The first time I spotted a handykette (which translates to “mobile-phone chain”) was at the Barn coffee in Berlin near Maybachufer (where you can always find freelance UX designers and app developers pitching ideas over gourmet beans). Soon, I noticed handykettes all along the U8 subway line, going right from Rosenthaler Platz to Hermannstrasse, in all textures and colours. Sometimes, it was a woven piece of leather, or it might be a neon piece of bungee cord with some ring loops attached to a phone case. I once saw someone in my local Rewe supermarket grabbing oat milk who had coordinated her biscuit-coloured handykette with her camel coat. I spotted them again on some party goths in all black, headed out late in Neukölln.
I wanted in. I asked my friend Chris Schenk, event manager at minimal Scandi brand Weekday, where he got his black woven phone necklace. He pointed me toward a Berlin-based brand with a strong tie to the local techno scene: Ring My Bell.
However, the first brand to lean into handykettes was Blue and True, early in 2015.
The original handykette brand.
Berlin fashion stylist Samja Schroeder explains down the phone from her studio in Bologna, Italy. “I always need my phone close to hand, if I’m coordinating with a client, taking notes on a fitting and taking pictures on location”. Frustrated with the lack of options, Schroeder made a phone necklace out of leather. A friend who runs yoga retreats and who used to work in the electronic-music scene saw Schroeder wearing it and asked her to make a vegan cotton version (N*008). Another of Schroeder’s friends asked for one (N*003), another model created with leather. She made one for her husband (N*006), a simpler black leather hippy-edition model inspired by Ibiza. Now, Shroeder has paused her styling career and runs Blue and True full time, with almost 30 models and established stockists like the Mitte store and brand, LaLaBerlin. Blue and True handykettes are chosen by people who “want something special, handcrafted and exclusive,” according to Schroeder. It’s the Prenzlauer Berg of Handykettes.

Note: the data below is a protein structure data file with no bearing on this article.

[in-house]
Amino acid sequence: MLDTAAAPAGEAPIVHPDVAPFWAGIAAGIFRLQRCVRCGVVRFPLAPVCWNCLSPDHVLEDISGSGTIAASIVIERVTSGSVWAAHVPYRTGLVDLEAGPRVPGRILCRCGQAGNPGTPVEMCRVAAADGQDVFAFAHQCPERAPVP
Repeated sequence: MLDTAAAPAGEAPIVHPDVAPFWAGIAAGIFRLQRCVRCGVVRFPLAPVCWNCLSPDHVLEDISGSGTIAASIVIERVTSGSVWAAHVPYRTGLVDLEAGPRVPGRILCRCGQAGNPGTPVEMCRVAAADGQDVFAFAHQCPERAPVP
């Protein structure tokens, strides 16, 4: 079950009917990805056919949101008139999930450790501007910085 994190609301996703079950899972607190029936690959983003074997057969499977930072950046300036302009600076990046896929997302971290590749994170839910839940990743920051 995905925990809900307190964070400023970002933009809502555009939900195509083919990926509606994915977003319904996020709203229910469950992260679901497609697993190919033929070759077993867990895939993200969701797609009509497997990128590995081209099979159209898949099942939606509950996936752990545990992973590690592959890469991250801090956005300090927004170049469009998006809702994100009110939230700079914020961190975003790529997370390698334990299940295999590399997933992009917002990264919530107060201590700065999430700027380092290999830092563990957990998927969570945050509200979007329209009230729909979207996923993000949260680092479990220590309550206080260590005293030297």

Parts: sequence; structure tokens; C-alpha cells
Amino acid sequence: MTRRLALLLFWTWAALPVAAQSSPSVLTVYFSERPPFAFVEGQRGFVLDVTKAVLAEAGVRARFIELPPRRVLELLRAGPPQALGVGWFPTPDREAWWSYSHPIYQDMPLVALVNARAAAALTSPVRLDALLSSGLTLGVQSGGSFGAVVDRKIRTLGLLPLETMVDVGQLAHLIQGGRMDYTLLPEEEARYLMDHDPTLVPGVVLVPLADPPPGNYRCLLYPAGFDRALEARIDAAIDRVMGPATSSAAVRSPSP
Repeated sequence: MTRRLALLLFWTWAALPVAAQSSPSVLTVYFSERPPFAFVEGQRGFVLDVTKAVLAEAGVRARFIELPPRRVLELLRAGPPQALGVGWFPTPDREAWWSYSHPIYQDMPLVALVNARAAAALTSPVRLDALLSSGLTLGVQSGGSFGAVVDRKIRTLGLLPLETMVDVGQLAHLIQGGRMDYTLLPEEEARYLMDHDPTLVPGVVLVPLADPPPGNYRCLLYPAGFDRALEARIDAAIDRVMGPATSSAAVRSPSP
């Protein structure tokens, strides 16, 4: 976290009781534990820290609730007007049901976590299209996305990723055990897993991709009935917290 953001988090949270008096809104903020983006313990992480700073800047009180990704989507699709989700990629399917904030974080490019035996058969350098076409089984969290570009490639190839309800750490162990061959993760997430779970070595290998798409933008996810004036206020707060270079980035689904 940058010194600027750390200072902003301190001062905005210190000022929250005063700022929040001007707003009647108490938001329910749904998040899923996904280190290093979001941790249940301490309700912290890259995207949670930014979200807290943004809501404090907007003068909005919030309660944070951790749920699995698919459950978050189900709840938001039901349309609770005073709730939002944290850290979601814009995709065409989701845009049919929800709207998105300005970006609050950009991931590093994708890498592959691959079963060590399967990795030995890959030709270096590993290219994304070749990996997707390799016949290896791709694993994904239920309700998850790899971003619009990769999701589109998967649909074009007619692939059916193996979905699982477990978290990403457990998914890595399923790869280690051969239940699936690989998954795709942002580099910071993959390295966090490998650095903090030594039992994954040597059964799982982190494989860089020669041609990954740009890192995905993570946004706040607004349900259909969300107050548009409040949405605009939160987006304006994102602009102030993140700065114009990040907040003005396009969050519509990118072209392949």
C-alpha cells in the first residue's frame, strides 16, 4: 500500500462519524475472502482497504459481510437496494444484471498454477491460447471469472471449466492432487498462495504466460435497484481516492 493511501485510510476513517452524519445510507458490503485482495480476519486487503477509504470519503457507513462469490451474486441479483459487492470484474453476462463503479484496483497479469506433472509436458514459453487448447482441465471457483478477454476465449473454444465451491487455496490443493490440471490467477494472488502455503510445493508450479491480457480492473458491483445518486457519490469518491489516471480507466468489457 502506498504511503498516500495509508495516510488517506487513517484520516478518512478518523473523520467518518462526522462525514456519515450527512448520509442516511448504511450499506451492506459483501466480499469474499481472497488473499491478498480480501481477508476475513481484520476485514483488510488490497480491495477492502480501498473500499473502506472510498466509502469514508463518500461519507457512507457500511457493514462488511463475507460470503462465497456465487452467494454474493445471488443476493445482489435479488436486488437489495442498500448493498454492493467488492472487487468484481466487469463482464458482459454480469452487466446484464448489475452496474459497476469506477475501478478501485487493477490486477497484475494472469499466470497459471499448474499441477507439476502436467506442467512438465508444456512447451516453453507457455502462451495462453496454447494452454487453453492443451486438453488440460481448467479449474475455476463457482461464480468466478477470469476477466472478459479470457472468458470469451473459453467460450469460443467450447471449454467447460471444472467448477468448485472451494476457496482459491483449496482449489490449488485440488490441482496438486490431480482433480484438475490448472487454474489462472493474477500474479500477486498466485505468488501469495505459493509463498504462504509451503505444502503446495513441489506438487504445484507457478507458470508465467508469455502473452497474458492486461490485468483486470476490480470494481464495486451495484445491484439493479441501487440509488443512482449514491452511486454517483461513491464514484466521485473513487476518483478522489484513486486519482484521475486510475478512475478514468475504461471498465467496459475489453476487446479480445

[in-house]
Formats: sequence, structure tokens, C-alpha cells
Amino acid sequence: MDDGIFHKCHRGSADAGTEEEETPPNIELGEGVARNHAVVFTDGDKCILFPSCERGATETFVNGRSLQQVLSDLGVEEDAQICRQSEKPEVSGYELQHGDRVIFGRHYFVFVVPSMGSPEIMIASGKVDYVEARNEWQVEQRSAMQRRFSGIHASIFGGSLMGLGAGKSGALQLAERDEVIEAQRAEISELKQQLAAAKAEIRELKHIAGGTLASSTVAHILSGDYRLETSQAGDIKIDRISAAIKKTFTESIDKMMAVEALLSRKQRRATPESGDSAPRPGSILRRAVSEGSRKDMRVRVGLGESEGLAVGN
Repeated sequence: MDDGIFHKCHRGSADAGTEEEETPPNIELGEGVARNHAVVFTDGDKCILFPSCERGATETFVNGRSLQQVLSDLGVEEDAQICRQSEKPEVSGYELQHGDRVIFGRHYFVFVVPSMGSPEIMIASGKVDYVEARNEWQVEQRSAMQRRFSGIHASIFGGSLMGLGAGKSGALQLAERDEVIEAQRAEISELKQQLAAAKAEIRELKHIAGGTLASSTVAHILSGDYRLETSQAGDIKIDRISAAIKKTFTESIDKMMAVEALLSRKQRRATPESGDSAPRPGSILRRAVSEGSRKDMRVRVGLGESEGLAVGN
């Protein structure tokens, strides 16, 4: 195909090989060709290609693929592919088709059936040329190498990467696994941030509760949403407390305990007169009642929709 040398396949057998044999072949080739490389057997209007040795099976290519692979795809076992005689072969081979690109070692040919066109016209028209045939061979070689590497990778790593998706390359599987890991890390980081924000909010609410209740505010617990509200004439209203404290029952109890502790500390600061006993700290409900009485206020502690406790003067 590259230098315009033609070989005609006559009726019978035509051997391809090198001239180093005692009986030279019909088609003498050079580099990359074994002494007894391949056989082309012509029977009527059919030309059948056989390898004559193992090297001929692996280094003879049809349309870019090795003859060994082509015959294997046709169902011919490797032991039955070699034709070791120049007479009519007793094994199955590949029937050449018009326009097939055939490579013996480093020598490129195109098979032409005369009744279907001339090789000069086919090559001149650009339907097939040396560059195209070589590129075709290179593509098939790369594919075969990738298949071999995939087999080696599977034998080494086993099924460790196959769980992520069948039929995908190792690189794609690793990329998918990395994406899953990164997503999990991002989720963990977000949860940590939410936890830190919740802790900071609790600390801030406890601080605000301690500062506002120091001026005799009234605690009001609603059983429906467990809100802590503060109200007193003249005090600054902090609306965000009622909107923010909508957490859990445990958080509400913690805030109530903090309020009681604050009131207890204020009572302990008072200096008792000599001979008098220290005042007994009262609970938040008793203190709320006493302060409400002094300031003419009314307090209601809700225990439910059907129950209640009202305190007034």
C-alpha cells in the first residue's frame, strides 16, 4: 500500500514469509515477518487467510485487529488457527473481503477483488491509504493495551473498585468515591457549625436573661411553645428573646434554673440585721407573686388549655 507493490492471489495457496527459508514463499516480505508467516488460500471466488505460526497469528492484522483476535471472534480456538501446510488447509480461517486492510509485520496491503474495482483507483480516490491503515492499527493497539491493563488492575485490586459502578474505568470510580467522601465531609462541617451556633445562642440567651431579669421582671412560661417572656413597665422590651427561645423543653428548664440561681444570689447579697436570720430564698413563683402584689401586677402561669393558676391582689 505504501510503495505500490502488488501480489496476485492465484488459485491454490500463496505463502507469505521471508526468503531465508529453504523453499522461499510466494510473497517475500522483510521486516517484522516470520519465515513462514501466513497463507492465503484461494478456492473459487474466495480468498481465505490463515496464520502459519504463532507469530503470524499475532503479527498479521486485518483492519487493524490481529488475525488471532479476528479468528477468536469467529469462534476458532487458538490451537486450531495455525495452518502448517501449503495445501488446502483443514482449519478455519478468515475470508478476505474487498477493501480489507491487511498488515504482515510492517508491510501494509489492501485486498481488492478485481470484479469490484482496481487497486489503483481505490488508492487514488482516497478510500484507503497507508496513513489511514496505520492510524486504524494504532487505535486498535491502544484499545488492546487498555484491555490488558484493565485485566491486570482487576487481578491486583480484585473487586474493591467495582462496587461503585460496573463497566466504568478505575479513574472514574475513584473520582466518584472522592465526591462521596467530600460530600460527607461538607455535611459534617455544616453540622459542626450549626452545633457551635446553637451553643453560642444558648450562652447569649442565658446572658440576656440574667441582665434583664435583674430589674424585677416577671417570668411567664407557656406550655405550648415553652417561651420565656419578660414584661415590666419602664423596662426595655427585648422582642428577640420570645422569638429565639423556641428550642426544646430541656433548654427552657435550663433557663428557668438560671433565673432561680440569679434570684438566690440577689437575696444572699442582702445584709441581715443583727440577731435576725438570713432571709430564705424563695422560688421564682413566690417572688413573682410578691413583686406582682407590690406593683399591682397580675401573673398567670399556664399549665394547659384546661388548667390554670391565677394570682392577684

Then, in 2016 XouXou appeared on the phone-necklace market with a more minimal style. Their necklaces were first worn in the start-up scene in Mitte and Kreuzberg and slowly spread into the fashion, creative, and events scenes in Berlin.
A fashion scene favourite from XouXou.
Over the past two years, Jessica Hannan, former fashion director at Sleek Magazine, began to spot Handykettes more and more at Berlin Fashion Week. She saw teams from both Premium Berlin and Bread & Butter running their shows with phones hanging around their necks. “I thought it was some sort of Jacquemus tiny bag thing but for phones,” she told me. By 2018, over 100,000 XouXou handykettes had been sold.
Meanwhile, clubbers tend to favour Ring My Bell’s (founded 2018) industrial style (complete with an aluminum-engraved square on the cases.) Canan Coen, CEO and Founder at Ring My Bell, says the clubbing disruptors from Holzmarkt group “nearly all wear one.” If you get tired of your chosen handykette, you can change the cables out for different styles and can get a new base for your phone. Coen says that with their brand they wanted to provide people with more options to mix and match different materials while running around. She organises Garbicz, a techno-music festival, as well as her label. “It’s really practical while running around working, and it looks good with your festival dresses.” And when you go out, you can pair it with just short shorts, according to Schenk. “When I’m going to Berghain, I don’t need anything to stop me from dancing.”
Some other Strategist-approved handykettes
An entry-level handykette via Amazon.
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